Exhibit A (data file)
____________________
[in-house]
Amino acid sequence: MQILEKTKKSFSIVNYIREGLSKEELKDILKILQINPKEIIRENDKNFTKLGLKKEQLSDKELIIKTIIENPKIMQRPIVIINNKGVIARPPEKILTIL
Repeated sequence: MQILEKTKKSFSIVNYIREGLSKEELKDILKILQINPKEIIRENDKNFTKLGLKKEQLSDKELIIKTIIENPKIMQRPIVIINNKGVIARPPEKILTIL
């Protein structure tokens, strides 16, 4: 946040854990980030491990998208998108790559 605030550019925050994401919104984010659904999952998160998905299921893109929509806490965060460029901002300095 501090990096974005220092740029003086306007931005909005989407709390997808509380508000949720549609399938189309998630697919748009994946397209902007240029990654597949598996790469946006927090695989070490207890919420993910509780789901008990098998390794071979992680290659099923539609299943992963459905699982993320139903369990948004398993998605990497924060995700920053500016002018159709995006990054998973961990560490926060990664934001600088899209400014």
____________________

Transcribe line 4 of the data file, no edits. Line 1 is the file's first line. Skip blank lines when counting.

């Protein structure tokens, strides 16, 4: 946040854990980030491990998208998108790559 605030550019925050994401919104984010659904999952998160998905299921893109929509806490965060460029901002300095 501090990096974005220092740029003086306007931005909005989407709390997808509380508000949720549609399938189309998630697919748009994946397209902007240029990654597949598996790469946006927090695989070490207890919420993910509780789901008990098998390794071979992680290659099923539609299943992963459905699982993320139903369990948004398993998605990497924060995700920053500016002018159709995006990054998973961990560490926060990664934001600088899209400014």